JGM: The greatest feeling in the world is having written, but I seem to forget that daily.
Can I ask you about process? Do you give yourself word-count deadlines?
SEL: It’s purely about my motivation and energy levels that day. I think of myself as being quite slow – I’m a low word-count person because I obsess over every word in every sentence. Constructing a sentence can take hours for me, so it’s (hopefully) quality rather than quantity.
"It's not just the distraction, but the comparison. You end up being exposed to the loudest voices all the time."
JGM: I need to have a word-count to work towards. Otherwise I would just torture myself with the feeling that I hadn’t done enough.
If I don’t have momentum on a project I get distracted, so I need the word count to push me forward. And there’s so much distraction out there.
SEL: If it wasn’t for Twitter I think I would be rich and famous by now. Twitter has ruined my attention span.
I’m kind of joking but I really need to do something about. When you’re someone with a butterfly mind who’s trying to write a novel, and every three seconds there’s something new to distract you….
JGM: Writing is THE most difficult thing. But to scroll through twitter is the easiest, brain-numbing thing. So which are you going to go for?!
For The Bridal Party it’s definitely helped to be part of the online community and I’ve definitely made sales that way, but on the other hand, it is the worst thing to do to writers! Not just the distraction but the comparison. You end up being exposed to the loudest voices all the time. I find writer envy really difficult – look how many books there are in the world! Do I even have a place in publishing?
SEL: I think it’s just about being really single minded about what you’re doing. You have to believe you’re the only person in the world doing it, because otherwise you’d just give up, wouldn’t you?
JGM: What I’m trying to do is remind myself what my barrier for success was a year ago, two years ago. It shifts so quickly. Look back, tell your younger self what’s happening – he’d smack you for complaining.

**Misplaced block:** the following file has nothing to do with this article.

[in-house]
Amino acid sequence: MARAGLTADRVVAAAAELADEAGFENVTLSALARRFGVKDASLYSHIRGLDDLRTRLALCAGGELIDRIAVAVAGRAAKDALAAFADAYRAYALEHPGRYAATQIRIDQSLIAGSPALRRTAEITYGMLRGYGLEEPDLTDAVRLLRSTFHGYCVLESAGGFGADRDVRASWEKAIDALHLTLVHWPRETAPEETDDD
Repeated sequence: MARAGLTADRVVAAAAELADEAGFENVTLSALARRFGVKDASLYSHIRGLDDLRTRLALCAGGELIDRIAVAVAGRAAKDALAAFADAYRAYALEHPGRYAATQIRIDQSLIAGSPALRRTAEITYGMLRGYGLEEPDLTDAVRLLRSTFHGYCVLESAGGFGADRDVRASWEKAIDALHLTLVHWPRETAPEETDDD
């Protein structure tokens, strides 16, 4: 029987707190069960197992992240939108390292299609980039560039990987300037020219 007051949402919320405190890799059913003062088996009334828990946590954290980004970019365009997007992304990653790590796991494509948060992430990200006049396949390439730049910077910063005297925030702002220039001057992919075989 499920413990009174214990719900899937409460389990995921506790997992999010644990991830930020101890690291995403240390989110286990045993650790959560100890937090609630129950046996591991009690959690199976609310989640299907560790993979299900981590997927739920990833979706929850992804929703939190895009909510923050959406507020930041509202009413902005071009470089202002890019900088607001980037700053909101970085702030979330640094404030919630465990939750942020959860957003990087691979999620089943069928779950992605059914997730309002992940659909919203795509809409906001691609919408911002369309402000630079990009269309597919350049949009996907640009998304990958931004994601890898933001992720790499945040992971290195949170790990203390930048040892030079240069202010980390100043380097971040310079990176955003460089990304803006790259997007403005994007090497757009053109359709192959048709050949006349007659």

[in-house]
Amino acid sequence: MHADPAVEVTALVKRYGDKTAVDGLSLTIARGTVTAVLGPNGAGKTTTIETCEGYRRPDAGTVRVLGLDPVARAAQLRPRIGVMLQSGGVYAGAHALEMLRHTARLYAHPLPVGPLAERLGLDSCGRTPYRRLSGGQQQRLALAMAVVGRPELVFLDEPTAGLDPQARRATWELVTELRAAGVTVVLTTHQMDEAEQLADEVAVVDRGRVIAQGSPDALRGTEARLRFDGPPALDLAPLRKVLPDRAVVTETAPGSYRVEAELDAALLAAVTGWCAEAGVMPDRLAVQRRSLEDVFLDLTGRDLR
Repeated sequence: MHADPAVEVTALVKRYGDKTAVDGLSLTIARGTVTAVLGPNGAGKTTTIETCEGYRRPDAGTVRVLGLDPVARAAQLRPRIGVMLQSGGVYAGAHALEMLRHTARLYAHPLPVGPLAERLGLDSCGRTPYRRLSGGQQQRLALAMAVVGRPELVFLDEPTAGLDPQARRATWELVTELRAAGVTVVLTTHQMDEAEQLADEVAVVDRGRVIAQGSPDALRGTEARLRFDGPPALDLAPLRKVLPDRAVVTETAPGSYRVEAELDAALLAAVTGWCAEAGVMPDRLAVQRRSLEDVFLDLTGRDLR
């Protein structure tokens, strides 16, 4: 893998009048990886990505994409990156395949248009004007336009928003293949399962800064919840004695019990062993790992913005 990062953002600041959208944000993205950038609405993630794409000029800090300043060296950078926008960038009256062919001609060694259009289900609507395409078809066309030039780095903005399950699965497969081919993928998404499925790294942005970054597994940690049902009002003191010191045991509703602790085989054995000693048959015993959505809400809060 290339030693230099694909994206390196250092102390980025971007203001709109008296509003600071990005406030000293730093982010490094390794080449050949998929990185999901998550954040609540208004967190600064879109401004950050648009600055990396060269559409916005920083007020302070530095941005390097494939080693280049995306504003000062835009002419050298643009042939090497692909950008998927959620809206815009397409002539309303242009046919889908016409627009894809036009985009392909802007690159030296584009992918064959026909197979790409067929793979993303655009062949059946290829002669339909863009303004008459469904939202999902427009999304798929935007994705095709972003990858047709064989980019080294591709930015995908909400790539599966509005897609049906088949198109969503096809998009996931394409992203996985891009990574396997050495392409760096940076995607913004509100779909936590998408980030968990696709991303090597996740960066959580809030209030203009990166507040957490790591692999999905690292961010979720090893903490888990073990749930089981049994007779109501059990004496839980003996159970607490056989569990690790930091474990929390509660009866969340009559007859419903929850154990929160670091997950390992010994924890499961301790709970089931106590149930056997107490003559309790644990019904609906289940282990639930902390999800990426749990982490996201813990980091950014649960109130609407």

SEL: So give me a potted summary of the story you're working on next.
JGM: A couple move into a wealthy, middle-class block of flats in North London, only to find themselves part of a suspicious community. During a New Year's Eve party, they suddenly have to defend themselves against accusations of murder from their increasingly hostile neighbours. It should have a Rosemary's Baby and Agatha Christie vibe, and examine some of the extreme class tensions that are so rife in this country.
Do you mind telling me about your next book?
SEL: I’ve not really talked about this with anyone except my agent yet so it’s still really awkward. Also, though the book now feels weirdly timely, I feel like I wrote it forever ago! The wheels of the publishing world turn slowly.
It’s set in a fictional classical civilization, and it’s about what happens when there is a prophecy that the city’s going to be destroyed. It sets a lot of things in motion for a collection of characters who have various reasons for wanting the status quo to be upended or wanting things to stay as they are. It’s a look at what happens when it feels like the world is about to end. And whether we want to believe people who are bringing us bad news, the way it causes people to assess what’s important to them.
JGM: When you say it’s timely, because the world feels apocalyptic at the moment?
SEL: Definitely - it’s been interesting to have written that book at this time. All being well, it’ll be out next year.
JGM: And we’ll still be in this world of nightmares.
Read The Bridal Party or 24 Storeys